The emergence of regional networks of women mediators is another important development, he said, citing the Nordic Women Mediators Network and FemWise, and the African Union network of women mediators as notable examples.  Inclusive mediation requires paying greater attention to conflict‑related sexual violence and the gendered impact of decisions around post‑war reconstruction.  More must be done to engage with young people and it is encouraging that six young refugees took part as observers in the South Sudan High‑Level Revitalization Forum.  Finally, social platforms can help bring communities together, stimulate dialogue, share information and heal historic wrongs.

Parties to conflict are highly attuned to, and play on, divisions in the international community.  The Council plays a central role in signalling to warring parties that they must peacefully settle their disputes.  When united, it is more effective, and when it is not, mediation suffers.  Consistent messaging by regional and subregional organizations, which have the expertise and capacity to find innovative responses to problems, can be a great support to the Council.  Indeed, as the conflict landscape has changed, innovative thinking on mediation is a necessity.  He urged the Council to commit to more effective use of mediation as a tool to improve the lives of millions of people around the world.

JUSTIN WELBY, Archbishop of Canterbury, speaking both as a religious leader and a member of the Secretary‑General’s High‑Level Advisory Board on Mediation, said the average member of the global church community is poor, female, living in a conflict or post‑conflict setting, and has the aspirations of all vulnerable people — “above all, a longing for peace”.  “The church and other faith communities are intimately present where there are conflicts,” he stressed, adding:  “We cannot and will not walk away from them.”  Citing the example of South Sudan, he said church leaders are playing an increasingly important role in moving the peace process beyond its current roadblocks.  However, mediation can only be effective in the context of reconciliation arrangements.  Communities must come to terms with history and learn to “disagree well”, he stressed, likening mediation — however skilled — to using a garden hose to put out a forest fire, “when what you need is rain over the whole area to let new life grow and sustain itself”.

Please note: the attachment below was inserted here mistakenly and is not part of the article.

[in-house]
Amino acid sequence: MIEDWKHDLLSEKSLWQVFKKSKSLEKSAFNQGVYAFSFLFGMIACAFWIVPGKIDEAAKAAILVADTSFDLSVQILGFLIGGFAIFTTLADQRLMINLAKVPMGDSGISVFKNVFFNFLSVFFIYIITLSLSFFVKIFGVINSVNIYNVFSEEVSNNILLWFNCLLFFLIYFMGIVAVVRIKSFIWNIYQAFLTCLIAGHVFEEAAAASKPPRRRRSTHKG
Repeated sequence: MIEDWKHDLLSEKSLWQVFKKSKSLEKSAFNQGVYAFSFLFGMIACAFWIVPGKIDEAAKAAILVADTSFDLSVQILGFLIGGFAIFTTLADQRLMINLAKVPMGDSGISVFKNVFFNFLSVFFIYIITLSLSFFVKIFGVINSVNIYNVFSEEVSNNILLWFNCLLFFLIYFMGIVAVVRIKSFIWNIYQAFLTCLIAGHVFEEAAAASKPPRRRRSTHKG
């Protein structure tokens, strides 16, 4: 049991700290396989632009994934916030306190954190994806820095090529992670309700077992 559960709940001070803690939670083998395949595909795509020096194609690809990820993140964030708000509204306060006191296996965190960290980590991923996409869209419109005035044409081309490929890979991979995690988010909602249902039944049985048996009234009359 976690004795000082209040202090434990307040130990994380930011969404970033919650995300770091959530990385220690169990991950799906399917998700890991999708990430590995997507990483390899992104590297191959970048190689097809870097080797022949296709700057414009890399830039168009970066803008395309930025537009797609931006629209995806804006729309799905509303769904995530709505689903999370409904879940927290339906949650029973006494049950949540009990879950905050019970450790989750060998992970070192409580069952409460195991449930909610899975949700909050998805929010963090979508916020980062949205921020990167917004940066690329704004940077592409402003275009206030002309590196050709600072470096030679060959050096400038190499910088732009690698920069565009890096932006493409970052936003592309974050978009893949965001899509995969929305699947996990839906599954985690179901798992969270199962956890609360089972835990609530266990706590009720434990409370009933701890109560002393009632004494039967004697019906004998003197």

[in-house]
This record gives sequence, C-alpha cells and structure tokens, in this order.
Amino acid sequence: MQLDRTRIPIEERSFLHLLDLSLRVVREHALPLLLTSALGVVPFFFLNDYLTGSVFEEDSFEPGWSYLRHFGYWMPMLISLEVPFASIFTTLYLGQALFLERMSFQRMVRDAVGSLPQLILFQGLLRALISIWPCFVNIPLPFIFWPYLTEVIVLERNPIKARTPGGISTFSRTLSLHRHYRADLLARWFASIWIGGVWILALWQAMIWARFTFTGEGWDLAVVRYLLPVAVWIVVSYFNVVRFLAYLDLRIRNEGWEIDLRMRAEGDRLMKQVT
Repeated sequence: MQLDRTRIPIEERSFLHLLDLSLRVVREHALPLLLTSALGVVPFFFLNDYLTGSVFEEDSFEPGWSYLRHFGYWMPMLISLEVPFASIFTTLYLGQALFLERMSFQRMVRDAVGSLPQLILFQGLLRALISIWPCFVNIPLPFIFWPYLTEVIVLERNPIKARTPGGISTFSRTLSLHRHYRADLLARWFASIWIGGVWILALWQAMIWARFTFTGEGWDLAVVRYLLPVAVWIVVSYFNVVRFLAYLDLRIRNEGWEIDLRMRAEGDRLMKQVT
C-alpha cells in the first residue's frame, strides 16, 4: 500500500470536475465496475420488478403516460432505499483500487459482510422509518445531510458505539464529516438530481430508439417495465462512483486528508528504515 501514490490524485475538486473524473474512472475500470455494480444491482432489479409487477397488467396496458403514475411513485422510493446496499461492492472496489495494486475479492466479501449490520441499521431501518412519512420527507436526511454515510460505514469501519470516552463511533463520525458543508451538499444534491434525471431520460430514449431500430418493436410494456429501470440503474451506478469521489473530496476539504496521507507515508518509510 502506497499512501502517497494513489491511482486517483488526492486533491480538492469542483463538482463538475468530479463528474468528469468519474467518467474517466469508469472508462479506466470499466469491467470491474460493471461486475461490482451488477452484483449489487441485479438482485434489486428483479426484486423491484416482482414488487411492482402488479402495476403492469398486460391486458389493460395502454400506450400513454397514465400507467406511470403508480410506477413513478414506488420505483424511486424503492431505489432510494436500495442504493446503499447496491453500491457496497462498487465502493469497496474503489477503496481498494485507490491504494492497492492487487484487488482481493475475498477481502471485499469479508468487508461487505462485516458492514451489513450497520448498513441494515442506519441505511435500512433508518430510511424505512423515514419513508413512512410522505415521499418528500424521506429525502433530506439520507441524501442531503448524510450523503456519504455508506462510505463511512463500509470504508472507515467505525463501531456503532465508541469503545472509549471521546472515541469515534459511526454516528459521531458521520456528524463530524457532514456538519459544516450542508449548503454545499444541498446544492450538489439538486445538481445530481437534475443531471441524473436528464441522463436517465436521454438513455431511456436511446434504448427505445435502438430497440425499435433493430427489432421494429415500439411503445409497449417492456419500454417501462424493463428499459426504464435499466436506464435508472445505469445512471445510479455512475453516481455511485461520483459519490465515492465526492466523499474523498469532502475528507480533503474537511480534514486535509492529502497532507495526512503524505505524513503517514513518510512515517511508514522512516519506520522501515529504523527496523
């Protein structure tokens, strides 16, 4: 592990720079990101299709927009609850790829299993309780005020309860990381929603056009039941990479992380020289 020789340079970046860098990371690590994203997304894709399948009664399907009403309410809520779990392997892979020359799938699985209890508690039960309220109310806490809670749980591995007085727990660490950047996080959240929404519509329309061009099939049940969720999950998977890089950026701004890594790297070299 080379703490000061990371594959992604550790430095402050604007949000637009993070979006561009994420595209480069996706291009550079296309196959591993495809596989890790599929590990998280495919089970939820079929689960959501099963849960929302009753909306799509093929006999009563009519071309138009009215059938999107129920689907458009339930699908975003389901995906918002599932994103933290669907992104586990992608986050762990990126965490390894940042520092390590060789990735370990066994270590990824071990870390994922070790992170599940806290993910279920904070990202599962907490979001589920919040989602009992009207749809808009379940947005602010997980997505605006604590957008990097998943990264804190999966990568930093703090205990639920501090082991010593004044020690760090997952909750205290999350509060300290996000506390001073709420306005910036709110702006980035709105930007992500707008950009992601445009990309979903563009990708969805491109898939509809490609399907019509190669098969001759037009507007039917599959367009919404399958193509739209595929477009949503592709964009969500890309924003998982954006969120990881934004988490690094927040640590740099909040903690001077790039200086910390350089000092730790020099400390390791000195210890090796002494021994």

In that context, he said, mediation and the entire conflict cycle must be complemented with reconciliation frameworks.  Noting that the international community has avoided a global nuclear war, but not its continuing menace, he expressed concern that today the international rules‑based order is struggling and national interests are too often allowed “even in this chamber” to overcome the wisdom of those who have lived through war.  “Without dealing with even passionate disagreement peacefully, no national interest can prevail,” he said.  Short‑term advantage for one party can lead to long‑term destruction for all.  Institutions like the church can play a significant role, as they are often the only functioning institutions present before, during and after conflict.  They can provide early warning signs and work with communities to provide pre‑emptive reconciliation frameworks to stop conflicts before they become or return to violence.